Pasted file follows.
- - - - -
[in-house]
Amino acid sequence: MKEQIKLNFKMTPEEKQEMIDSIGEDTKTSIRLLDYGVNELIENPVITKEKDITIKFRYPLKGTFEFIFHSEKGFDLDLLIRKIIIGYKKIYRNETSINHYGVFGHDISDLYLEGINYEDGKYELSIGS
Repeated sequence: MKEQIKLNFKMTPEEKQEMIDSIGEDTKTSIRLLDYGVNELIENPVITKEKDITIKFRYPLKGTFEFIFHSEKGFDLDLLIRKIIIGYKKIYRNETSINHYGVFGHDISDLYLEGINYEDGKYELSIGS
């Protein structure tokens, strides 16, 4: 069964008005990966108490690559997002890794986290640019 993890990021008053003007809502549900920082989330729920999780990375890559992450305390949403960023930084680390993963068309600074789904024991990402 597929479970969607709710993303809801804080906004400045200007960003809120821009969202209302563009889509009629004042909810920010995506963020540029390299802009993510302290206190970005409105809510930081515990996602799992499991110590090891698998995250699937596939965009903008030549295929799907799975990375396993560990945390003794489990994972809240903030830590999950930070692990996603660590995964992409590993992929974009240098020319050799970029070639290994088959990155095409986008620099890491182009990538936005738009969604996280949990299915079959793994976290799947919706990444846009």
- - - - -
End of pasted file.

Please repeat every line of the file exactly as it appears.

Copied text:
[in-house]
Amino acid sequence: MKEQIKLNFKMTPEEKQEMIDSIGEDTKTSIRLLDYGVNELIENPVITKEKDITIKFRYPLKGTFEFIFHSEKGFDLDLLIRKIIIGYKKIYRNETSINHYGVFGHDISDLYLEGINYEDGKYELSIGS
Repeated sequence: MKEQIKLNFKMTPEEKQEMIDSIGEDTKTSIRLLDYGVNELIENPVITKEKDITIKFRYPLKGTFEFIFHSEKGFDLDLLIRKIIIGYKKIYRNETSINHYGVFGHDISDLYLEGINYEDGKYELSIGS
């Protein structure tokens, strides 16, 4: 069964008005990966108490690559997002890794986290640019 993890990021008053003007809502549900920082989330729920999780990375890559992450305390949403960023930084680390993963068309600074789904024991990402 597929479970969607709710993303809801804080906004400045200007960003809120821009969202209302563009889509009629004042909810920010995506963020540029390299802009993510302290206190970005409105809510930081515990996602799992499991110590090891698998995250699937596939965009903008030549295929799907799975990375396993560990945390003794489990994972809240903030830590999950930070692990996603660590995964992409590993992929974009240098020319050799970029070639290994088959990155095409986008620099890491182009990538936005738009969604996280949990299915079959793994976290799947919706990444846009």